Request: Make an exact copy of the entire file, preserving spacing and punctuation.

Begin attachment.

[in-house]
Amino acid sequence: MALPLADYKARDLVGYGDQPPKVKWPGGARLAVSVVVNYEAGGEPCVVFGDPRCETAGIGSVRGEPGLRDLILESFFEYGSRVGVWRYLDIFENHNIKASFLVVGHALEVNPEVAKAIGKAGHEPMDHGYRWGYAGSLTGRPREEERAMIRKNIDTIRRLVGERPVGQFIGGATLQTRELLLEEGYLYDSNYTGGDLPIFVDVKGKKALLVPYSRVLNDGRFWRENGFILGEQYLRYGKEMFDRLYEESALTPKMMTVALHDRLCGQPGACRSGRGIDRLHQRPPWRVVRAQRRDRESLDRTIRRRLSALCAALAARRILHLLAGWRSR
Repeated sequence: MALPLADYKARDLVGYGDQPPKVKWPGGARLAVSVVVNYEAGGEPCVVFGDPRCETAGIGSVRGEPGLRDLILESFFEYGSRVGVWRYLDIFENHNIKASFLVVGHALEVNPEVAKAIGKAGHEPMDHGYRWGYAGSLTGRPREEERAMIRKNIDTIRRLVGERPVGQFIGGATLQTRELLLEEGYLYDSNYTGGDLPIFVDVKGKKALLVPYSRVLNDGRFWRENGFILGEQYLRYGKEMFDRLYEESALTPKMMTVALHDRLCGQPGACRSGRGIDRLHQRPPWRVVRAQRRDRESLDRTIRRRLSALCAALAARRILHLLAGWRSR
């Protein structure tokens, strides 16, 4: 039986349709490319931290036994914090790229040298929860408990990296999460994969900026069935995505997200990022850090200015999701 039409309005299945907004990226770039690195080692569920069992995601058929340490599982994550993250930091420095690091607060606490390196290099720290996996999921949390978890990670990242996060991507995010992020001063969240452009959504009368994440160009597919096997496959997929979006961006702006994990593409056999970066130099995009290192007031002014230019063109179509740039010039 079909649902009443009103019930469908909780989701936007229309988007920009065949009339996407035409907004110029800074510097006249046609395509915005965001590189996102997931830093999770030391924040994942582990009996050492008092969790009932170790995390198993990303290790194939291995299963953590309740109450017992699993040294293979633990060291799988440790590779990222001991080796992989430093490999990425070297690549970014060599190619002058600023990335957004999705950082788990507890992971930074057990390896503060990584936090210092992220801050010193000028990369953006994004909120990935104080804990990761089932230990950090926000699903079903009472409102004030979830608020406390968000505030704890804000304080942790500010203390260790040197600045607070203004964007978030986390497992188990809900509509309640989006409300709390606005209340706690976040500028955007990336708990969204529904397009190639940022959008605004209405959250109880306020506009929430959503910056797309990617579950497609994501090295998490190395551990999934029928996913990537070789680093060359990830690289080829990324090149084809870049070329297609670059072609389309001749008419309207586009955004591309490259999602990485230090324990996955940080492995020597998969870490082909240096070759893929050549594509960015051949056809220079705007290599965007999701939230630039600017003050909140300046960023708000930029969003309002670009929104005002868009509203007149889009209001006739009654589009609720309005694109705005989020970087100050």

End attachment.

[in-house]
Amino acid sequence: MALPLADYKARDLVGYGDQPPKVKWPGGARLAVSVVVNYEAGGEPCVVFGDPRCETAGIGSVRGEPGLRDLILESFFEYGSRVGVWRYLDIFENHNIKASFLVVGHALEVNPEVAKAIGKAGHEPMDHGYRWGYAGSLTGRPREEERAMIRKNIDTIRRLVGERPVGQFIGGATLQTRELLLEEGYLYDSNYTGGDLPIFVDVKGKKALLVPYSRVLNDGRFWRENGFILGEQYLRYGKEMFDRLYEESALTPKMMTVALHDRLCGQPGACRSGRGIDRLHQRPPWRVVRAQRRDRESLDRTIRRRLSALCAALAARRILHLLAGWRSR
Repeated sequence: MALPLADYKARDLVGYGDQPPKVKWPGGARLAVSVVVNYEAGGEPCVVFGDPRCETAGIGSVRGEPGLRDLILESFFEYGSRVGVWRYLDIFENHNIKASFLVVGHALEVNPEVAKAIGKAGHEPMDHGYRWGYAGSLTGRPREEERAMIRKNIDTIRRLVGERPVGQFIGGATLQTRELLLEEGYLYDSNYTGGDLPIFVDVKGKKALLVPYSRVLNDGRFWRENGFILGEQYLRYGKEMFDRLYEESALTPKMMTVALHDRLCGQPGACRSGRGIDRLHQRPPWRVVRAQRRDRESLDRTIRRRLSALCAALAARRILHLLAGWRSR
């Protein structure tokens, strides 16, 4: 039986349709490319931290036994914090790229040298929860408990990296999460994969900026069935995505997200990022850090200015999701 039409309005299945907004990226770039690195080692569920069992995601058929340490599982994550993250930091420095690091607060606490390196290099720290996996999921949390978890990670990242996060991507995010992020001063969240452009959504009368994440160009597919096997496959997929979006961006702006994990593409056999970066130099995009290192007031002014230019063109179509740039010039 079909649902009443009103019930469908909780989701936007229309988007920009065949009339996407035409907004110029800074510097006249046609395509915005965001590189996102997931830093999770030391924040994942582990009996050492008092969790009932170790995390198993990303290790194939291995299963953590309740109450017992699993040294293979633990060291799988440790590779990222001991080796992989430093490999990425070297690549970014060599190619002058600023990335957004999705950082788990507890992971930074057990390896503060990584936090210092992220801050010193000028990369953006994004909120990935104080804990990761089932230990950090926000699903079903009472409102004030979830608020406390968000505030704890804000304080942790500010203390260790040197600045607070203004964007978030986390497992188990809900509509309640989006409300709390606005209340706690976040500028955007990336708990969204529904397009190639940022959008605004209405959250109880306020506009929430959503910056797309990617579950497609994501090295998490190395551990999934029928996913990537070789680093060359990830690289080829990324090149084809870049070329297609670059072609389309001749008419309207586009955004591309490259999602990485230090324990996955940080492995020597998969870490082909240096070759893929050549594509960015051949056809220079705007290599965007999701939230630039600017003050909140300046960023708000930029969003309002670009929104005002868009509203007149889009209001006739009654589009609720309005694109705005989020970087100050």